2. Method

2.1. Participants

Twelve toddlers with ASD and 15 age- and gender-matched TD toddlers participated in the study (Table 1). The sample of toddlers with ASD only partially (six subjects) overlaps that of our previous study [20], while the sample of TD is the same. The clinical diagnosis of ASD was established according to DSM-5 criteria [2], and confirmed by using algorithm cutoffs on the Autism Diagnostic Observation Schedule (ADOS-2) [21]. Exclusion and inclusion criteria were presented elsewhere [18]. All children (ASD and TD) received a non-verbal developmental evaluation through the administration of the performance subscale of the Griffiths Mental Developmental Scales (GMDS) [22]. The adaptive behavior profile of children with ASD was measured by means of the Vineland-II, a semi-structured interview with the individual’s caregiver [23]. Control toddlers were typically developing according to parental report, and did not have any medical or developmental diagnoses. Typical development was also confirmed by the Child Behavior Check List 1.5–5 (CBCL) questionnaire [24]. All toddlers in the TD group scored below the borderline/clinical range (Table 1).
ADOS-2 items belonging to the joint attention factor (pointing, gesture, showing, initiation of joint attention, unusual eye contact) were chosen as measures of JA [25].
All parents provided written informed consent, including permission to use the video recordings for scientific reasons. The experimental procedures and the informed consent were approved by the Institutional Review Board of the Clinical Research Institute for Child and Adolescent Neurology and Psychiatry.

2.2. Procedure and Stimuli

Toddlers with ASD were assessed at their first diagnosis—time 1 (T1) (mean age, 25.1 months; SD, 4.6 months; age range, 19–33 months; and after six months—time 2 (T2) (mean age, 31.7 months; SD, 4.7 months). The comparison group of TD toddlers was assessed only at the first time point (T1: Mean age, 26.5 months; SD, 4.1 months; age range: 18–30 months).
Eye tracking data were acquired using an SMI-RED 500 Eye Tracker (SMI, SensoMotoric Instruments, Teltow, Germany). Both eyes were tracked with a rated accuracy < 1° and a sampling frequency of 120 Hz, which is a sufficient sampling frequency rate to detect two-point data according to an authoritative study [26]. The toddlers sat on a child chair, approximately 50 cm from the monitor, in front of a small table. No explicit instructions were given. The experiment started with a 5-point calibration sequence, in which a cartoon was used as calibration point to catch the toddlers’ attention to the screen. The calibration was repeated until the deviation from the known calibration target for both the x and y components was below 2°.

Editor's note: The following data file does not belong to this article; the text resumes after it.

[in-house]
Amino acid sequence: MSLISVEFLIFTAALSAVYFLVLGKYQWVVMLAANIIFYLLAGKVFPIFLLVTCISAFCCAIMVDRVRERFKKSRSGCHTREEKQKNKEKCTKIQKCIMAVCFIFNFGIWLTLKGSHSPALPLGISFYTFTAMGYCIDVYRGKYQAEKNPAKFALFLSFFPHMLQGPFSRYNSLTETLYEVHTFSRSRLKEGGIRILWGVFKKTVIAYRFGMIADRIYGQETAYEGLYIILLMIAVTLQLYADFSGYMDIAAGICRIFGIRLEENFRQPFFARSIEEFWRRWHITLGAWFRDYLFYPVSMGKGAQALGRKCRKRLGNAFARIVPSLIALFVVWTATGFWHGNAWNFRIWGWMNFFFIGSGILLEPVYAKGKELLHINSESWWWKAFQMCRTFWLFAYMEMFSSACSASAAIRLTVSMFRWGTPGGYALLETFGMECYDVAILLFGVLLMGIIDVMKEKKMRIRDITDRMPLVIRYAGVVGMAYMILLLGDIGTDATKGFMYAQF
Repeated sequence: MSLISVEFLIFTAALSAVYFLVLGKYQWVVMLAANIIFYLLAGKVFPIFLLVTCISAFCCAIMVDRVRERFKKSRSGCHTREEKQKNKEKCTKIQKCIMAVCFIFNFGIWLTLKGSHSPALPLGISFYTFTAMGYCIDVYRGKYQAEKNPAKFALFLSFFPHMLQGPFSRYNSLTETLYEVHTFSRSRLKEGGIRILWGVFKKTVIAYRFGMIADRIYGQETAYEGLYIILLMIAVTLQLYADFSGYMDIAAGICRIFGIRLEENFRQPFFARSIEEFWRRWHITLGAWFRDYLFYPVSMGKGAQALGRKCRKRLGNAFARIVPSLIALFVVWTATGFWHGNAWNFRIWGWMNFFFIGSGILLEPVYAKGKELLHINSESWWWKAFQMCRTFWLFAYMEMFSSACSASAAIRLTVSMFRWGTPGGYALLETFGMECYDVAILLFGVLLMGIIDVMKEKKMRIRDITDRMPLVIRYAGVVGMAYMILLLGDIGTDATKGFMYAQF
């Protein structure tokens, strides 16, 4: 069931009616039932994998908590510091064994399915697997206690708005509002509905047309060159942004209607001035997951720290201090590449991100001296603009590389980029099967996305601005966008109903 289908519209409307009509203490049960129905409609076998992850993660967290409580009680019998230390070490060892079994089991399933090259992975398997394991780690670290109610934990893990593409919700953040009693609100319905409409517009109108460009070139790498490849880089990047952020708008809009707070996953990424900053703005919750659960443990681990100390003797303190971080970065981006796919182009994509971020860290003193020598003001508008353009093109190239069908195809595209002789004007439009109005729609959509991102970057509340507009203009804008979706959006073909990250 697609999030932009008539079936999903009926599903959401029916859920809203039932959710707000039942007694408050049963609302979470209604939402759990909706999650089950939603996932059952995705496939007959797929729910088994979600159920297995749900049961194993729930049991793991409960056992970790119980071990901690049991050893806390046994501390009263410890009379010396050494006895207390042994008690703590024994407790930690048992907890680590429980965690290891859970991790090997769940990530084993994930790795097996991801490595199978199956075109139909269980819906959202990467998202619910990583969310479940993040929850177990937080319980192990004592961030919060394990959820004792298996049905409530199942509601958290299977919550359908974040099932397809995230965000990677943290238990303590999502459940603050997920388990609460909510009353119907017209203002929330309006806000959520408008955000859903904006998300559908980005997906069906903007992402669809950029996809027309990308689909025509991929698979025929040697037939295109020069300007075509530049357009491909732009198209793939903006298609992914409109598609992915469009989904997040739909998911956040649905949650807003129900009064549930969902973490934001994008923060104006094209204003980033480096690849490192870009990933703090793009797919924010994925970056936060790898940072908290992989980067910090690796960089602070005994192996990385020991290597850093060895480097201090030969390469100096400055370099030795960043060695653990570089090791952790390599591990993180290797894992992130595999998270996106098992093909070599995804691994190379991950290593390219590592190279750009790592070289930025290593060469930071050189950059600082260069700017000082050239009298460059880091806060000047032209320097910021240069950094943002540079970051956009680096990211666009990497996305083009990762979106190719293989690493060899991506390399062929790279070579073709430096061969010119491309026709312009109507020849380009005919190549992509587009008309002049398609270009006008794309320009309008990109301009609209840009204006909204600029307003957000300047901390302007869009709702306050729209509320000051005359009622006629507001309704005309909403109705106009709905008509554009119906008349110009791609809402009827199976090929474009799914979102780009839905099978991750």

The IJA paradigm consisted of two different tasks: (1) IJA task with a predictable event (IJA-1): A female model was positioned between two little cars placed on the table in front of her, and one of the two cars (‘target object’) moved, while the actor maintained a direct gaze to the child with a neutral expression; (2) IJA with an unpredictable event (IJA-2): The same female actor was initially alone in the scene, and then a toy truck (“target object”) appeared unexpectedly from outside of the scene and crossed the screen while the actor maintained a direct gaze with a neutral expression. Each task included three phases: (a) Looking down (2 s); (b) smiling (2 s); (c) JA (7 s) (Figure 1 includes screenshot of the video). Four trials per conditions were presented to each child. Each trial was preceded by a colorful “attention-getter” that was displayed at the center of the screen until the toddler looked at it for at least 500 ms. The total duration of the eye tracking session was, on average, two min (the duration varied slightly from one child to another, according to their ability of performing the calibration and of looking at the attention-getter).

2.3. Data Analysis

Measures of JA were calculated on the JA segments of the tasks. Measures referred to transitions and were computed by extracting raw data and analyzing them in Matlab (MathWorks, Natick, MA, USA) using homemade scripts. Specifically, we evaluated the number of transitions from face to target object and the number of transitions from objects to face (as an indication of the alternating looking pattern between them). In IJA-1, we also computed between-object transitions and the normalized transition score (that is, the difference between the total number of transitions from target object to face and the total number of transitions from non-target object to face divided by the total number of transitions from either object to face).